As her husband’s drug addiction grew, she took charge of the house and threw him and his family out. Shortly after that, she quit the milk business. Her foray into drug peddling began in the mid-80s, selling hashish and brown sugar, but in small quantities. “She kept off the police radar but managed to build a network with peddlers and addicts. That’s how drugs came to Siddharth Nagar,” says the source. “Soon, she decided to expand the business and started selling larger quantities of other banned drugs. She came under the eye of the underworld and established gangs started beating up her peddlers. That’s probably the reason she became a police informer.”
Kalokhe, who joined the police force in 1987, first met Patankar in 1996 when he went to raid her house. As usual, the cops found no evidence of drugs, but he had something new going for him. Posted in Worli, he helped her gain access to other cops across the city’s police stations. Sources say that she always went after the lower rung policemen because she found them easier to cultivate. As her business grew, she bought SUVs and two-wheelers under the guise of running a travel agency, but used these to ferry drugs across Maharashtra, Goa and Gujarat.
The police say Meow Meow elevated Patankar to the big league, and what aided her rise, ironically, was the decline of the Mumbai underworld. With most big gangsters in jail or in hiding, Patankar became a sought-after pointsperson for foreign drug lords who wanted access to the city’s market. When it became increasingly difficult to get large quantities of hashish, heroin, LSD or Ecstasy, she turned to Meow Meow. Such was her initiative that she soon had a monopoly on the procuring, stocking and distribution of this synthetic drug, which was cheaper than the others and winning newer and newer addicts by the day.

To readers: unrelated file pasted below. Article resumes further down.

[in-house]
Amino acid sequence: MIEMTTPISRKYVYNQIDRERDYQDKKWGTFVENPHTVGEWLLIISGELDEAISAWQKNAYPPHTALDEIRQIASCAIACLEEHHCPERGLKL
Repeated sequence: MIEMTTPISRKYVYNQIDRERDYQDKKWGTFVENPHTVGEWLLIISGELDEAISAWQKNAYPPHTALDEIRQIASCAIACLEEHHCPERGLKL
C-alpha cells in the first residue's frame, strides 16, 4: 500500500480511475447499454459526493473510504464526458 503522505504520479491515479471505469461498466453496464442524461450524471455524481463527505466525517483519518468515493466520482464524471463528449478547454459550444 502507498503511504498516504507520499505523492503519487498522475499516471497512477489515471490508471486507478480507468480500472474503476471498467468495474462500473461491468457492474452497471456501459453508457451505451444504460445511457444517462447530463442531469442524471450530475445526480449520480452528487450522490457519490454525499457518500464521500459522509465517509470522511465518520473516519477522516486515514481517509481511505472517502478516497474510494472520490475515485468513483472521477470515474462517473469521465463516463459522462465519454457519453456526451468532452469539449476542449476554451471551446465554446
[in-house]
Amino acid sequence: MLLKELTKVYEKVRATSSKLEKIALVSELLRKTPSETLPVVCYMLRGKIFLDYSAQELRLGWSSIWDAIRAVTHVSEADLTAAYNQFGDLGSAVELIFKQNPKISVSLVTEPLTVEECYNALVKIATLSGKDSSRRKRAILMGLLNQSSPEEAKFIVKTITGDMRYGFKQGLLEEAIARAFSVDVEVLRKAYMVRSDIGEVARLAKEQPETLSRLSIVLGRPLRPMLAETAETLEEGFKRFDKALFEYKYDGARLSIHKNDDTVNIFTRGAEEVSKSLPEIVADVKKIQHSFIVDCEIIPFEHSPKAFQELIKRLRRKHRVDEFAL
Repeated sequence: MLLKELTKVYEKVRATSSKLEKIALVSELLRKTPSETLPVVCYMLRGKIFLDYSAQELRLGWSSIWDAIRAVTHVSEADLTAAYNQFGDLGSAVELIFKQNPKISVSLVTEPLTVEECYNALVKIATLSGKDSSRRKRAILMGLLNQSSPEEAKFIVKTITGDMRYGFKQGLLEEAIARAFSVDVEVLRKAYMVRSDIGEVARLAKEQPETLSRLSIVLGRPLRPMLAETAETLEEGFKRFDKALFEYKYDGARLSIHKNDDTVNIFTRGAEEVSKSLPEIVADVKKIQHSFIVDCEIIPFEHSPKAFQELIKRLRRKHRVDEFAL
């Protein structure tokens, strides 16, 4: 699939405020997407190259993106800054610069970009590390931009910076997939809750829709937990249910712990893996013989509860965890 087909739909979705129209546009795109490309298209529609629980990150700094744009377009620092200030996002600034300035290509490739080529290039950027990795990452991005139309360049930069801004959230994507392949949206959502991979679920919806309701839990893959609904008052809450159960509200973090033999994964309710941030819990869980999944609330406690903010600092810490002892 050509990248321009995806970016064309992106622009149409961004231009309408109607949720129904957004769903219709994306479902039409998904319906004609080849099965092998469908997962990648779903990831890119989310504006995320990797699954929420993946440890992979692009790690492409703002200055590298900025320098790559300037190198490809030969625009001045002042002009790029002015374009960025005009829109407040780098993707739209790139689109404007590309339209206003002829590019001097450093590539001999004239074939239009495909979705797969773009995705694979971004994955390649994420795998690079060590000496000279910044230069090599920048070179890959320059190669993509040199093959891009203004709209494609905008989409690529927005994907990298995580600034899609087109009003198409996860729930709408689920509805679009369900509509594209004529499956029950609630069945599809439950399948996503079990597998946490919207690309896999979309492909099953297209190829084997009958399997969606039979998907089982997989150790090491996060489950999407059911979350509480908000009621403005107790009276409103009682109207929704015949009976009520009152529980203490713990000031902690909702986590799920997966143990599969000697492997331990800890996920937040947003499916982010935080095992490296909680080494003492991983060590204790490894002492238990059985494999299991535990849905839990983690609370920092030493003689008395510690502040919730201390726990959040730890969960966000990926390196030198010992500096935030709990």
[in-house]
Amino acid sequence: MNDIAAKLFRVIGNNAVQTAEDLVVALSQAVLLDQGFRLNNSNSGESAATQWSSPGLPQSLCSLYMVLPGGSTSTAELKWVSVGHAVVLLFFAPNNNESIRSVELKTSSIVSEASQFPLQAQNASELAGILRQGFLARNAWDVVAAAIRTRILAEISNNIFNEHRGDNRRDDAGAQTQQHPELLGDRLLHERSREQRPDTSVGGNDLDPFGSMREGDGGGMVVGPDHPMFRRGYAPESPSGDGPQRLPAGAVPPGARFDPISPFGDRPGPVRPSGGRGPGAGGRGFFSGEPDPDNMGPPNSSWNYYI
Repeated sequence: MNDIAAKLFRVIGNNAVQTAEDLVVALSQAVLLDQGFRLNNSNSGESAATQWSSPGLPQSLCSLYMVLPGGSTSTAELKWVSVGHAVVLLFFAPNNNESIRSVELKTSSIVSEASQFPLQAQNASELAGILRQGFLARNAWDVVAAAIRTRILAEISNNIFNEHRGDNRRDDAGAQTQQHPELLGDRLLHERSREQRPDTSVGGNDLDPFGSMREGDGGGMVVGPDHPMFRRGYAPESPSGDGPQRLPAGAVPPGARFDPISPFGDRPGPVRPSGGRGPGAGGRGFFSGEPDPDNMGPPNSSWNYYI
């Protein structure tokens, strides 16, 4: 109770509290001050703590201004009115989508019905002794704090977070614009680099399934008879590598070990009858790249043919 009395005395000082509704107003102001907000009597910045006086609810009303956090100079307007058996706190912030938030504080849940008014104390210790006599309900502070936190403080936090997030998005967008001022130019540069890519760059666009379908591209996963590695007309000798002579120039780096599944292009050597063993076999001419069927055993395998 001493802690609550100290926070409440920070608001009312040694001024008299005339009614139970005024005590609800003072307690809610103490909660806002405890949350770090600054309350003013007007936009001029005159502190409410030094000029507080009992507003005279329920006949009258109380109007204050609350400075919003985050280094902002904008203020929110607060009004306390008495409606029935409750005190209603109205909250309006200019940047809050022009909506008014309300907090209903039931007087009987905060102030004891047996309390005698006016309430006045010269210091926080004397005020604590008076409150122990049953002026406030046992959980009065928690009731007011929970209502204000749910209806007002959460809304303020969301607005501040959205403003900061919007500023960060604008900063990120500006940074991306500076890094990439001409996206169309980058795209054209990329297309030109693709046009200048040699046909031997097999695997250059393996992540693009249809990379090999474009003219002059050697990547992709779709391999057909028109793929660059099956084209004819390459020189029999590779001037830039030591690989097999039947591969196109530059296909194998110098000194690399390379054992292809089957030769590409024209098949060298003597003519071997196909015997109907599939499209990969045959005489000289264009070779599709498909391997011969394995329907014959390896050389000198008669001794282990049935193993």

Patankar is a local celebrity in Siddharth Nagar. “Tai tip-top rehati hai. Sari, gale ka… serial ke maafik hai (She’s always nattily dressed… like a TV serial star),” says Sangeeta, a woman outside a slum shop, before hurrying away. The shopkeeper says it’s unwise for me to hang around the place. “Danger hai. Pakda, toh family kabhi nahi dekhega (There’s danger; if caught, you’ll never see your family again),” he cautions.
The Worli Police Station is close to the slum, and she has been arrested only once before in her 30-odd-year career. That was back in 2001—for selling marijuana. She was granted bail and later acquitted on lack of evidence. After that, she had a free run. Every time there was an order for action against her, Patankar would get a tip-off from someone in the police and she’d either flee or get anticipatory bail.
A policeman who was part of the last raid and does not want to be identified has this tale to recount: “We reached her house and entered it. She slipped out from another door and ran. When she was cornered, she started taking off her clothes and screaming loudly that she was being molested. There was no policewoman with us. We ran away as fast as we could because we could have been attacked by the slumdwellers.”
Patankar was useful as a police informer. In 2011, she helped bust a drug trafficking racket that led to the arrest of Ashok Dhawale, an assistant commissioner of Police, with 2 kg of brown sugar concealed in his official vehicle. She is also said to have trapped for them drug peddlers from Rajasthan, Nimach, Ratlam and Bhawani Mandi in Madhya Pradesh by either posing as a decoy customer or supplying them with information of a deal.
As part of their pressure tactics to nab Patankar, the police had arrested her daughter-in-law Sarika and nephew Upendra Majgaonkar. Another nephew, Manish Majgaonkar, a lawyer, was helping the Mumbai Police because he holds her responsible for his mother’s 1993 murder; speaking to me, he claims that he had recorded his complaint at Dadar Police Station to reopen the murder case. “I saw her kill my mother,” says Manish, “She used our house in Worli Koliwada to store drugs and killed my mother when she objected. She is a dangerous woman. The police had registered a case of abetment to suicide and dowry harassment against my father. He has been absconding since. But no case was registered against Baby.” Her estranged mother-in-law has faced three rounds of questioning by the police, who suspect that the old woman is also part of Patankar’s drug network.
The police estimate Patankar’s net worth at over Rs 100 crore and say she has invested her fortune in real estate. She owns 10 rooms in Siddharth Nagar, several flats in Mumbai and Pune, and a farmhouse in Lonavala, according to the police. Her bank accounts, which have been sealed, were found to have Rs 40 lakh in them, reveals a source. The rest of it will presumably be deployed in an effort to keep her out of prison.